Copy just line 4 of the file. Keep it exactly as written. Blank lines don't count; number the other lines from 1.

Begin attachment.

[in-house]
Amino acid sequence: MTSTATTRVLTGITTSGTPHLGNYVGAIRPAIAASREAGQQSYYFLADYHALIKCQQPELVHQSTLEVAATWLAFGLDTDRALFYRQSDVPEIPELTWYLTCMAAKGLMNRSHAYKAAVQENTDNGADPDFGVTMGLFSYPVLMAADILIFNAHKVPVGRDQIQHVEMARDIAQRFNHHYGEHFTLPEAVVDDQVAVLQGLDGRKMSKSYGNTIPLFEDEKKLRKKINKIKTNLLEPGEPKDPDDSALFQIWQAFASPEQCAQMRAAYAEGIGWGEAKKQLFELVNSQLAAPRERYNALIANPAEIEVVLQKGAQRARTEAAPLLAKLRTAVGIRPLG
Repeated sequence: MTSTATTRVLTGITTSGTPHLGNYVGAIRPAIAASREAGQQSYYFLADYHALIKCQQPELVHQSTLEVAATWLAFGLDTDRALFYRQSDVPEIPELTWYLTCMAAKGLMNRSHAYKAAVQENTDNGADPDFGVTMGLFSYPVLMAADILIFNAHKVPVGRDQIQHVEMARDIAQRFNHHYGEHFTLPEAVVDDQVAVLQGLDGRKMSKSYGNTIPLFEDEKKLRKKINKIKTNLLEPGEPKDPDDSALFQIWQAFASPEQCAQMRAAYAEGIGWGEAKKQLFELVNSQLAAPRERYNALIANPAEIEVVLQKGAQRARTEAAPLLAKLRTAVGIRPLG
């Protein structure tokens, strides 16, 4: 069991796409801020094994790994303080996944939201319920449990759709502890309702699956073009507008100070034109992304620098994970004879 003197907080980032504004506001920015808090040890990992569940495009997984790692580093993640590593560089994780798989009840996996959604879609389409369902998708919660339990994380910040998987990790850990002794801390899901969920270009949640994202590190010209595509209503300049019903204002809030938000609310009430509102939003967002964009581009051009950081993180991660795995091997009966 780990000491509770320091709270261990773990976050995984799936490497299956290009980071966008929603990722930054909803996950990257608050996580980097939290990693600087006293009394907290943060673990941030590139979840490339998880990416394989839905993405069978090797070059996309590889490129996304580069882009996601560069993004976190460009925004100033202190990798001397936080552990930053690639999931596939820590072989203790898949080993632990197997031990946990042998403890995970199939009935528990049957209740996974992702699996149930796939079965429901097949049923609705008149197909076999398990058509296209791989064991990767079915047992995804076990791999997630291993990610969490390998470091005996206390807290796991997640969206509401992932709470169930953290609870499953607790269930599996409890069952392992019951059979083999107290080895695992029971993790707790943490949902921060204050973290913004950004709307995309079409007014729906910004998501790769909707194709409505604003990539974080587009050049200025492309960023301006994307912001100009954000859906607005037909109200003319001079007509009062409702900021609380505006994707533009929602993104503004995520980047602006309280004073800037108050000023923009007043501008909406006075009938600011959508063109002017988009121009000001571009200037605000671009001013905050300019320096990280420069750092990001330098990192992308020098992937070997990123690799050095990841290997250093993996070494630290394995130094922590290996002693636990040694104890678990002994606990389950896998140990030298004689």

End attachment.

């Protein structure tokens, strides 16, 4: 069991796409801020094994790994303080996944939201319920449990759709502890309702699956073009507008100070034109992304620098994970004879 003197907080980032504004506001920015808090040890990992569940495009997984790692580093993640590593560089994780798989009840996996959604879609389409369902998708919660339990994380910040998987990790850990002794801390899901969920270009949640994202590190010209595509209503300049019903204002809030938000609310009430509102939003967002964009581009051009950081993180991660795995091997009966 780990000491509770320091709270261990773990976050995984799936490497299956290009980071966008929603990722930054909803996950990257608050996580980097939290990693600087006293009394907290943060673990941030590139979840490339998880990416394989839905993405069978090797070059996309590889490129996304580069882009996601560069993004976190460009925004100033202190990798001397936080552990930053690639999931596939820590072989203790898949080993632990197997031990946990042998403890995970199939009935528990049957209740996974992702699996149930796939079965429901097949049923609705008149197909076999398990058509296209791989064991990767079915047992995804076990791999997630291993990610969490390998470091005996206390807290796991997640969206509401992932709470169930953290609870499953607790269930599996409890069952392992019951059979083999107290080895695992029971993790707790943490949902921060204050973290913004950004709307995309079409007014729906910004998501790769909707194709409505604003990539974080587009050049200025492309960023301006994307912001100009954000859906607005037909109200003319001079007509009062409702900021609380505006994707533009929602993104503004995520980047602006309280004073800037108050000023923009007043501008909406006075009938600011959508063109002017988009121009000001571009200037605000671009001013905050300019320096990280420069750092990001330098990192992308020098992937070997990123690799050095990841290997250093993996070494630290394995130094922590290996002693636990040694104890678990002994606990389950896998140990030298004689």